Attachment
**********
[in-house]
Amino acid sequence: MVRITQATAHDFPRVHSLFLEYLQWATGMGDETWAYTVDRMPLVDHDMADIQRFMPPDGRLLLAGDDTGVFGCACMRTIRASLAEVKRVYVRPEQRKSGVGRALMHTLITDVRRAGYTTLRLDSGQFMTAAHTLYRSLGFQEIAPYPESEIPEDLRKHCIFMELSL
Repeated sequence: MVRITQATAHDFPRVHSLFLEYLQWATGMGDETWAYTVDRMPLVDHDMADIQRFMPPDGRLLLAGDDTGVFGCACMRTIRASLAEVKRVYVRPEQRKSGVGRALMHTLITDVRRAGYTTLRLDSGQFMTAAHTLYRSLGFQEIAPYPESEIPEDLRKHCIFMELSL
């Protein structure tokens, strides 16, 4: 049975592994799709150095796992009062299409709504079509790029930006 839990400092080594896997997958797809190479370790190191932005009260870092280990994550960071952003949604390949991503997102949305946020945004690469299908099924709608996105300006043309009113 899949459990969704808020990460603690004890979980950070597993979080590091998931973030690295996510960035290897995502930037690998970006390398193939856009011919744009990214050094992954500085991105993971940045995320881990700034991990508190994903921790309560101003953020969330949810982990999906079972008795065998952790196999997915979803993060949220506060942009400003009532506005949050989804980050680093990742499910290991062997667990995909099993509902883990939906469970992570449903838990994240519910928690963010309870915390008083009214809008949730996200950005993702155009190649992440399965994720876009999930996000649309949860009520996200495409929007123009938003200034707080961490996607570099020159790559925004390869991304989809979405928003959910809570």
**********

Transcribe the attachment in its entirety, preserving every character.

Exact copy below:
[in-house]
Amino acid sequence: MVRITQATAHDFPRVHSLFLEYLQWATGMGDETWAYTVDRMPLVDHDMADIQRFMPPDGRLLLAGDDTGVFGCACMRTIRASLAEVKRVYVRPEQRKSGVGRALMHTLITDVRRAGYTTLRLDSGQFMTAAHTLYRSLGFQEIAPYPESEIPEDLRKHCIFMELSL
Repeated sequence: MVRITQATAHDFPRVHSLFLEYLQWATGMGDETWAYTVDRMPLVDHDMADIQRFMPPDGRLLLAGDDTGVFGCACMRTIRASLAEVKRVYVRPEQRKSGVGRALMHTLITDVRRAGYTTLRLDSGQFMTAAHTLYRSLGFQEIAPYPESEIPEDLRKHCIFMELSL
């Protein structure tokens, strides 16, 4: 049975592994799709150095796992009062299409709504079509790029930006 839990400092080594896997997958797809190479370790190191932005009260870092280990994550960071952003949604390949991503997102949305946020945004690469299908099924709608996105300006043309009113 899949459990969704808020990460603690004890979980950070597993979080590091998931973030690295996510960035290897995502930037690998970006390398193939856009011919744009990214050094992954500085991105993971940045995320881990700034991990508190994903921790309560101003953020969330949810982990999906079972008795065998952790196999997915979803993060949220506060942009400003009532506005949050989804980050680093990742499910290991062997667990995909099993509902883990939906469970992570449903838990994240519910928690963010309870915390008083009214809008949730996200950005993702155009190649992440399965994720876009999930996000649309949860009520996200495409929007123009938003200034707080961490996607570099020159790559925004390869991304989809979405928003959910809570």